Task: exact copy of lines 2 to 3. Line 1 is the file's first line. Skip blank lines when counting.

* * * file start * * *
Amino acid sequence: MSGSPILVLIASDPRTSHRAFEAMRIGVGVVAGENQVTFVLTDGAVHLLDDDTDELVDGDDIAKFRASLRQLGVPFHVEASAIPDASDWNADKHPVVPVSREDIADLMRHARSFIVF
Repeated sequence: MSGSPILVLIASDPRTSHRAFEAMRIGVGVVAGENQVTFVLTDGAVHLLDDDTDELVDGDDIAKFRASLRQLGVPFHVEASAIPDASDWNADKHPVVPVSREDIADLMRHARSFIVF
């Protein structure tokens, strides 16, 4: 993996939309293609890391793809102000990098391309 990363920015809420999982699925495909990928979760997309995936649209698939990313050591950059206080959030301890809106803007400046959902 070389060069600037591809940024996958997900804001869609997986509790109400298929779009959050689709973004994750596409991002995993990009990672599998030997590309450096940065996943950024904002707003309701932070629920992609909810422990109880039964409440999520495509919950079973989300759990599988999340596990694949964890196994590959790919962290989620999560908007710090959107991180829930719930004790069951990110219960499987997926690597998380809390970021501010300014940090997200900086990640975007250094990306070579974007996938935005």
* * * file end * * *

Repeated sequence: MSGSPILVLIASDPRTSHRAFEAMRIGVGVVAGENQVTFVLTDGAVHLLDDDTDELVDGDDIAKFRASLRQLGVPFHVEASAIPDASDWNADKHPVVPVSREDIADLMRHARSFIVF
């Protein structure tokens, strides 16, 4: 993996939309293609890391793809102000990098391309 990363920015809420999982699925495909990928979760997309995936649209698939990313050591950059206080959030301890809106803007400046959902 070389060069600037591809940024996958997900804001869609997986509790109400298929779009959050689709973004994750596409991002995993990009990672599998030997590309450096940065996943950024904002707003309701932070629920992609909810422990109880039964409440999520495509919950079973989300759990599988999340596990694949964890196994590959790919962290989620999560908007710090959107991180829930719930004790069951990110219960499987997926690597998380809390970021501010300014940090997200900086990640975007250094990306070579974007996938935005």